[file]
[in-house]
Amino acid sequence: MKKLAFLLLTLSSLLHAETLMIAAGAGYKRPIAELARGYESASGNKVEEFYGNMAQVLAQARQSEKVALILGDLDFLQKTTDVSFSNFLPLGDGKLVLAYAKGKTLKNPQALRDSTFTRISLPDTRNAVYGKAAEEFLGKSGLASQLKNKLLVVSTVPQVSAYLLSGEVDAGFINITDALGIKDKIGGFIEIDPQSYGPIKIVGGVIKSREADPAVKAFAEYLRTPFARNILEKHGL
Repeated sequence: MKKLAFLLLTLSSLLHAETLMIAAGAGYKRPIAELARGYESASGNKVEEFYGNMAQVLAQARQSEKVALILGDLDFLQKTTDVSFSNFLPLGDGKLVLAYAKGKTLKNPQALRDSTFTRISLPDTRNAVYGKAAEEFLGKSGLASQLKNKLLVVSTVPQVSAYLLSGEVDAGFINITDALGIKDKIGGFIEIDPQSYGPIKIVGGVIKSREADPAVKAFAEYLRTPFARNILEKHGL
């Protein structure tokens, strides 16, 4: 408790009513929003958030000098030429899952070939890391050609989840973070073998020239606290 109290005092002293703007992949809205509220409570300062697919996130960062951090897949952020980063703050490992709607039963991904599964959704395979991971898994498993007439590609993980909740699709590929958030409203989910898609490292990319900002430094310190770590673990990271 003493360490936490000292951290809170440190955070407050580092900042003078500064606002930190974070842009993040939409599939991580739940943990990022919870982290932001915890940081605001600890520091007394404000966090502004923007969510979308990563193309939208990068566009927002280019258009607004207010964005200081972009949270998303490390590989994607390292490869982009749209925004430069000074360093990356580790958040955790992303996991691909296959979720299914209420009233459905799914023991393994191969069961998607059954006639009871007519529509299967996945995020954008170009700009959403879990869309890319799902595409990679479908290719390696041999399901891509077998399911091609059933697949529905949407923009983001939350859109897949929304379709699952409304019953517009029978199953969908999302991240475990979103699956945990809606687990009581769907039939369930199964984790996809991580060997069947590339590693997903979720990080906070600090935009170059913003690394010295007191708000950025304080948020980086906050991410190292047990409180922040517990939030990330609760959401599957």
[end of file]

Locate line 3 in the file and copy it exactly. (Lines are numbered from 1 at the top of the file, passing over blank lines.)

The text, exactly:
Repeated sequence: MKKLAFLLLTLSSLLHAETLMIAAGAGYKRPIAELARGYESASGNKVEEFYGNMAQVLAQARQSEKVALILGDLDFLQKTTDVSFSNFLPLGDGKLVLAYAKGKTLKNPQALRDSTFTRISLPDTRNAVYGKAAEEFLGKSGLASQLKNKLLVVSTVPQVSAYLLSGEVDAGFINITDALGIKDKIGGFIEIDPQSYGPIKIVGGVIKSREADPAVKAFAEYLRTPFARNILEKHGL